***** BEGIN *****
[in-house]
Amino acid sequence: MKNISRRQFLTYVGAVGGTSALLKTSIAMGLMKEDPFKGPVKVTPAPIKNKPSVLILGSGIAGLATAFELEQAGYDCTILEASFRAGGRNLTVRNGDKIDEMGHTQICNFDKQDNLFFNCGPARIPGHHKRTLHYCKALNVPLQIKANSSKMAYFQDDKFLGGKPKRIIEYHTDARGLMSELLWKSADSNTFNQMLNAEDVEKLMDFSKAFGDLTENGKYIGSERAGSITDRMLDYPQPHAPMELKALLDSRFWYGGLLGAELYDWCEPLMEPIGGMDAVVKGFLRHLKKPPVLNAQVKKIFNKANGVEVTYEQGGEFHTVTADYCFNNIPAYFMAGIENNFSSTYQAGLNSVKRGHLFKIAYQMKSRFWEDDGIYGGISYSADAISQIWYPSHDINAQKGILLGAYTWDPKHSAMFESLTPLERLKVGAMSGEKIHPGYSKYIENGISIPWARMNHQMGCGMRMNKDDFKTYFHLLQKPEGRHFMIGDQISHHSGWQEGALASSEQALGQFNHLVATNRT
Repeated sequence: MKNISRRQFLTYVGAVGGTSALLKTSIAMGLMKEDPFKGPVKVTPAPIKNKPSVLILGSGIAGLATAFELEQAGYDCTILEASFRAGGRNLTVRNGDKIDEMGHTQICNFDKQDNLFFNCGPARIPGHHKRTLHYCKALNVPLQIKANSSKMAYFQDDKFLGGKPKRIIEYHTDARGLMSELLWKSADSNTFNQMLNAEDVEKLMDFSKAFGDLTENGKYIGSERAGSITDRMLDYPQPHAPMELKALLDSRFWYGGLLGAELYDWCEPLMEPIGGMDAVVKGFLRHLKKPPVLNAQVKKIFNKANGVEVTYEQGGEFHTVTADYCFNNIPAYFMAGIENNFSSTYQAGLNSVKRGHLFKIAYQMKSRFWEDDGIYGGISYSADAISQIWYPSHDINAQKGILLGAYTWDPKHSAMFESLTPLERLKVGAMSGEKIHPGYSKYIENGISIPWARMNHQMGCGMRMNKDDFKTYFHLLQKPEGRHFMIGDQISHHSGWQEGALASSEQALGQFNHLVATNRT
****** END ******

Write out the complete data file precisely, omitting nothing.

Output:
[in-house]
Amino acid sequence: MKNISRRQFLTYVGAVGGTSALLKTSIAMGLMKEDPFKGPVKVTPAPIKNKPSVLILGSGIAGLATAFELEQAGYDCTILEASFRAGGRNLTVRNGDKIDEMGHTQICNFDKQDNLFFNCGPARIPGHHKRTLHYCKALNVPLQIKANSSKMAYFQDDKFLGGKPKRIIEYHTDARGLMSELLWKSADSNTFNQMLNAEDVEKLMDFSKAFGDLTENGKYIGSERAGSITDRMLDYPQPHAPMELKALLDSRFWYGGLLGAELYDWCEPLMEPIGGMDAVVKGFLRHLKKPPVLNAQVKKIFNKANGVEVTYEQGGEFHTVTADYCFNNIPAYFMAGIENNFSSTYQAGLNSVKRGHLFKIAYQMKSRFWEDDGIYGGISYSADAISQIWYPSHDINAQKGILLGAYTWDPKHSAMFESLTPLERLKVGAMSGEKIHPGYSKYIENGISIPWARMNHQMGCGMRMNKDDFKTYFHLLQKPEGRHFMIGDQISHHSGWQEGALASSEQALGQFNHLVATNRT
Repeated sequence: MKNISRRQFLTYVGAVGGTSALLKTSIAMGLMKEDPFKGPVKVTPAPIKNKPSVLILGSGIAGLATAFELEQAGYDCTILEASFRAGGRNLTVRNGDKIDEMGHTQICNFDKQDNLFFNCGPARIPGHHKRTLHYCKALNVPLQIKANSSKMAYFQDDKFLGGKPKRIIEYHTDARGLMSELLWKSADSNTFNQMLNAEDVEKLMDFSKAFGDLTENGKYIGSERAGSITDRMLDYPQPHAPMELKALLDSRFWYGGLLGAELYDWCEPLMEPIGGMDAVVKGFLRHLKKPPVLNAQVKKIFNKANGVEVTYEQGGEFHTVTADYCFNNIPAYFMAGIENNFSSTYQAGLNSVKRGHLFKIAYQMKSRFWEDDGIYGGISYSADAISQIWYPSHDINAQKGILLGAYTWDPKHSAMFESLTPLERLKVGAMSGEKIHPGYSKYIENGISIPWARMNHQMGCGMRMNKDDFKTYFHLLQKPEGRHFMIGDQISHHSGWQEGALASSEQALGQFNHLVATNRT